Olympus EVOLT E-300By: Shawn Barnett and Dave Etchells
8.0 megapixels, ZUIKO DIGITAL lens mount, digital SLR design, and loads of features!
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Page 1:Intro and HighlightsReview First Posted: 11/08/2004, Updated: 03/12/2005
||8.0-megapixel resolution for 3,264 x 2,448 images.|
||Interchangeable lens mount fits full range of ZUIKO DIGITAL lenses.|
||Unique digital SLR design.|
||Full range of manual and automatic exposure control.|
|*||Top-mount hot-shoe for more powerful external flash.|
||Extensive image adjustment tools for creative results.|
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The Olympus E-300, also known as the Olympus EVOLT is the latest entry in a line of digital SLRs based on the "Four Thirds" standard developed jointly by Olympus and Kodak, first announced in fall of 2002. The first Four Thirds camera was the Olympus E-1 SLR, aimed at the professional market, but the new Olympus E-300 brings the Four Thirds system down to a price range accessible to amateur and "enthusiast" shooters. The new model uses the same lenses and sensor format as the original E-1, but offers an impressive 8-megapixel resolution, and will ship with a new ZUIKO DIGITAL 14-45mm lens.
Where the E-1 was a pretty conventional looking digital SLR, the new Olympus E-300 EVOLT has a more boxy design, resulting from its use of a Porro-type viewfinder system that does away with the large pentaprism/mirror bulge on the camera's top. Many functions and features are the same as on the E-1, including the unique "Supersonic Wave" filter that literally shakes dust off of the sensor chip, addressing a common problem with digital SLRs.
We were impressed with the rugged construction of the new Olympus E-300, and its solid feature list. It offers good image quality, with high resolution and smooth tonality, and as of this writing is the lowest-priced 8 megapixel digital SLR on the market. (The just-announced Canon Digital Rebel XT will carry the same retail price, but Olympus has given notice of its pricing intentions, in the form of a $100 rebate that went into effect just as we were updating this review to full production status, dropping the E-300's price well below that of the new Rebel.) Read on for a full description of the Olympus E-300's features, operating modes, and a detailed analysis of its performance.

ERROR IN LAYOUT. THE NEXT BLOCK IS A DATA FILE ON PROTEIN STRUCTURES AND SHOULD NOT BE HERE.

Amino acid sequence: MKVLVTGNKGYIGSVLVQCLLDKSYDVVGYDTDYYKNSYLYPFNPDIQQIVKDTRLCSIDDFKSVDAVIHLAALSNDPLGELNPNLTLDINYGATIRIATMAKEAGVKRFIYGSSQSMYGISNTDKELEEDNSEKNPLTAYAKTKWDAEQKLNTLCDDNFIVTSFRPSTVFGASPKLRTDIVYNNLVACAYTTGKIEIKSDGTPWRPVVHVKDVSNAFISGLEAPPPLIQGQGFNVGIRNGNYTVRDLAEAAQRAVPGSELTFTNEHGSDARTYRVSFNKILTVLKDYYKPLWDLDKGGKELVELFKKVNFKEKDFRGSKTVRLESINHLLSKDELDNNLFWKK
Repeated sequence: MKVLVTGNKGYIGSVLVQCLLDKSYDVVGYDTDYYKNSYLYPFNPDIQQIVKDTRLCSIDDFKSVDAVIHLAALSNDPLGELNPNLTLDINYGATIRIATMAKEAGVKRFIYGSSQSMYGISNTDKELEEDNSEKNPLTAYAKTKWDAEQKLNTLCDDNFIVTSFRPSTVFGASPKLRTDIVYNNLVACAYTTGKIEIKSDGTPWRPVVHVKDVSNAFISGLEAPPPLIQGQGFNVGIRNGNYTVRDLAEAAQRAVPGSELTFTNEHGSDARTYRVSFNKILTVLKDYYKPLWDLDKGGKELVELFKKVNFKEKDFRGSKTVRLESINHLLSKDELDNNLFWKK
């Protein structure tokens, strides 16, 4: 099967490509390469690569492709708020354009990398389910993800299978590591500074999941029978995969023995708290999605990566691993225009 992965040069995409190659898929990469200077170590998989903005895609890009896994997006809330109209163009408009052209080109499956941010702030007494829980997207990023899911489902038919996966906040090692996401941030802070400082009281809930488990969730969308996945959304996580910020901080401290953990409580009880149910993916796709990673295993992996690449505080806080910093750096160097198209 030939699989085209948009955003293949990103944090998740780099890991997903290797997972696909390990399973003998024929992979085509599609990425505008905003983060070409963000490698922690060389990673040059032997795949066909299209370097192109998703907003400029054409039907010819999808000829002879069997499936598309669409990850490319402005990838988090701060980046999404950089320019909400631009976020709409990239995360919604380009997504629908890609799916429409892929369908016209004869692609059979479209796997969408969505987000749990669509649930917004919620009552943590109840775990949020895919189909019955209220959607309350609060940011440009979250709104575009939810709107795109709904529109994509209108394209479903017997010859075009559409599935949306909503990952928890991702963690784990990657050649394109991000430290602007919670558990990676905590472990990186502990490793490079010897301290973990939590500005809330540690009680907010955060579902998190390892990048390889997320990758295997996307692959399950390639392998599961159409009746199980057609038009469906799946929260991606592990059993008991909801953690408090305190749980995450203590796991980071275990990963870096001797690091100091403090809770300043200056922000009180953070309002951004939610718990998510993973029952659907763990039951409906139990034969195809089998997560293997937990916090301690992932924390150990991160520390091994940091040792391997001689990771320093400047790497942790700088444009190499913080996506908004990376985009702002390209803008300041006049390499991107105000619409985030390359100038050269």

By Shawn Barnett
With the price of digital SLRs finally within reach, should you stick with the All-in-one digicam or move up to an SLR? Why buy a high-end digicam when digital SLRs are so close in price? Do digicams still have a purpose? What are the pros and cons? An avid photographer, I spent some time thinking about that myself. Come see what I discovered about digital SLRs versus all-in-one digicams.
- 8.0-megapixel (effective) CCD with Supersonic Wave Filter delivering image resolutions as high as 3,264 x 2,448 pixels.
- Digital SLR design and true optical viewfinder.
- 1.8-inch, color, Advanced Super View LCD display for image review.
- Lens mount accommodates full range of Olympus ZUIKO DIGITAL lenses.
- Manual and automatic focus modes, with adjustable AF area and Single-Shot and Continuous settings.
- Shutter speeds from 1/4,000 to 30 seconds, with a Bulb setting (8 minute limit).
- Program, Aperture Priority, Shutter Priority, and Manual exposure modes, plus 14 Scene modes.
- Spot, Center-Weighted, and Digital ESP metering systems.
- Auto Bracketing and Sequential Shooting capture modes.
- Adjustable White Balance with 11 settings, including a manual adjustment, Kelvin temperature range, and a bracketing option.
- Variable ISO setting, with ISO equivalents from 100 to 1,600 (800 and 1,600 available when enabled in menu).
- Contrast, Saturation, Sharpness, Monochrome, and Graduation image adjustments.
- Adobe RGB and sRGB color space options.
- Built-in sliding pop-up flash with six operating modes.
- Hot Shoe for attaching external flash units, compatible with Olympus' own line of dedicated flash units for better-integrated exposure control.
- JPEG, uncompressed TIFF, and RAW file formats.
- Images saved on CompactFlash cards and Microdrives (no card included; not compatible with xD cards).
- USB cable for fast connection to a computer. (USB auto-connect for driverless connection to Windows Me, XP and 2000, and Mac OS 8.6 or greater.)
- Video cable for connection to a television set.
- Optional remote control.
- Power from rechargeable lithium-ion battery pack (battery and charger included) or optional AC adapter.
- Software CD with Olympus' Camedia Master utility software (includes QuickTime and USB drivers).
- DPOF (Digital Print Order Format)/PictBridge compatibility and print settings.
Top 3 photos this month win:
1 Canon PIXMA PRO-100
2 Canon PIXMA MG6320
3 Canon PIXMA MG5420